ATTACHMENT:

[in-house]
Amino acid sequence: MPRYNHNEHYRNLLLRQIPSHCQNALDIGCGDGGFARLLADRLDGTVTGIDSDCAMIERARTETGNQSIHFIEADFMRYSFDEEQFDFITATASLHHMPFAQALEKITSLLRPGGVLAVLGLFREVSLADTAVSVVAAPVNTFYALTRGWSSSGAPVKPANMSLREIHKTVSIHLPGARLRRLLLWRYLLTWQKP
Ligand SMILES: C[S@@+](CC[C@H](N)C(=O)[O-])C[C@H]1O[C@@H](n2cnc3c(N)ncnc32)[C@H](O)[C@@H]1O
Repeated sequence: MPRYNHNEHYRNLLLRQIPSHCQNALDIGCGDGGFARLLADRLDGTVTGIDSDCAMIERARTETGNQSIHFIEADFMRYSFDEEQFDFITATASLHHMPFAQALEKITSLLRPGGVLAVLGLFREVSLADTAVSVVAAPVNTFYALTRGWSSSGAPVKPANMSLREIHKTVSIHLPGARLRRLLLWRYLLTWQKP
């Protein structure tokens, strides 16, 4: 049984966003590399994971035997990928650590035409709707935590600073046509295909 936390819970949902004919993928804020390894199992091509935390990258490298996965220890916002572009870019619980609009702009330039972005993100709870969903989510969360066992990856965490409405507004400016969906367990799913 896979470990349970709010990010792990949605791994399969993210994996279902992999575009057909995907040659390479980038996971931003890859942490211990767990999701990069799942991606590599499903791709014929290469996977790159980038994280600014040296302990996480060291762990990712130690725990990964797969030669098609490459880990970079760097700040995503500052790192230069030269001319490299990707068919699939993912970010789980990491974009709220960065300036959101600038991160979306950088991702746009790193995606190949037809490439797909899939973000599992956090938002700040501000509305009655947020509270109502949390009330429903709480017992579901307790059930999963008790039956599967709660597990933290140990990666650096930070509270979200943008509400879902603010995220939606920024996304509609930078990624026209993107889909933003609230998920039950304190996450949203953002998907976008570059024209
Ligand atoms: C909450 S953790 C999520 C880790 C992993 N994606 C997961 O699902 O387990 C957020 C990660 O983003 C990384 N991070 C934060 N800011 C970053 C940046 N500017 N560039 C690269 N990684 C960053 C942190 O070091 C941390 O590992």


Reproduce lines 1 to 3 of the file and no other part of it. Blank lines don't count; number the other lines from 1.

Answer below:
[in-house]
Amino acid sequence: MPRYNHNEHYRNLLLRQIPSHCQNALDIGCGDGGFARLLADRLDGTVTGIDSDCAMIERARTETGNQSIHFIEADFMRYSFDEEQFDFITATASLHHMPFAQALEKITSLLRPGGVLAVLGLFREVSLADTAVSVVAAPVNTFYALTRGWSSSGAPVKPANMSLREIHKTVSIHLPGARLRRLLLWRYLLTWQKP
Ligand SMILES: C[S@@+](CC[C@H](N)C(=O)[O-])C[C@H]1O[C@@H](n2cnc3c(N)ncnc32)[C@H](O)[C@@H]1O